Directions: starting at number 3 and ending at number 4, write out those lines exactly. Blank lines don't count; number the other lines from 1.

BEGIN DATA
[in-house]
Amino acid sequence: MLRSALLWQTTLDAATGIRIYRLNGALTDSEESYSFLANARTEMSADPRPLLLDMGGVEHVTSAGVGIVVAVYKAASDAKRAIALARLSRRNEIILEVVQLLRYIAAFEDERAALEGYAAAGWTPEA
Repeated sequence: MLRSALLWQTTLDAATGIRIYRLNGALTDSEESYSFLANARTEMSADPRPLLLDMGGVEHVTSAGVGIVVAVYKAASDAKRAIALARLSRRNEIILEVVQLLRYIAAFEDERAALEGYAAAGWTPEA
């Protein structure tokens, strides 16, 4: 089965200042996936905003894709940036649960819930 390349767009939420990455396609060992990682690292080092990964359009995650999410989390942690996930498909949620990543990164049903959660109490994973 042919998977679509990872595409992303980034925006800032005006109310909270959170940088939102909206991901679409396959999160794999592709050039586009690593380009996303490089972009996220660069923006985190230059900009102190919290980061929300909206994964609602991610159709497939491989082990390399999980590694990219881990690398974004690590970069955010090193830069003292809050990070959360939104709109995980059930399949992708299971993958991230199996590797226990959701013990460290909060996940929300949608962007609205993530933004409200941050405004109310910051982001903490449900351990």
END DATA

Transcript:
Repeated sequence: MLRSALLWQTTLDAATGIRIYRLNGALTDSEESYSFLANARTEMSADPRPLLLDMGGVEHVTSAGVGIVVAVYKAASDAKRAIALARLSRRNEIILEVVQLLRYIAAFEDERAALEGYAAAGWTPEA
């Protein structure tokens, strides 16, 4: 089965200042996936905003894709940036649960819930 390349767009939420990455396609060992990682690292080092990964359009995650999410989390942690996930498909949620990543990164049903959660109490994973 042919998977679509990872595409992303980034925006800032005006109310909270959170940088939102909206991901679409396959999160794999592709050039586009690593380009996303490089972009996220660069923006985190230059900009102190919290980061929300909206994964609602991610159709497939491989082990390399999980590694990219881990690398974004690590970069955010090193830069003292809050990070959360939104709109995980059930399949992708299971993958991230199996590797226990959701013990460290909060996940929300949608962007609205993530933004409200941050405004109310910051982001903490449900351990």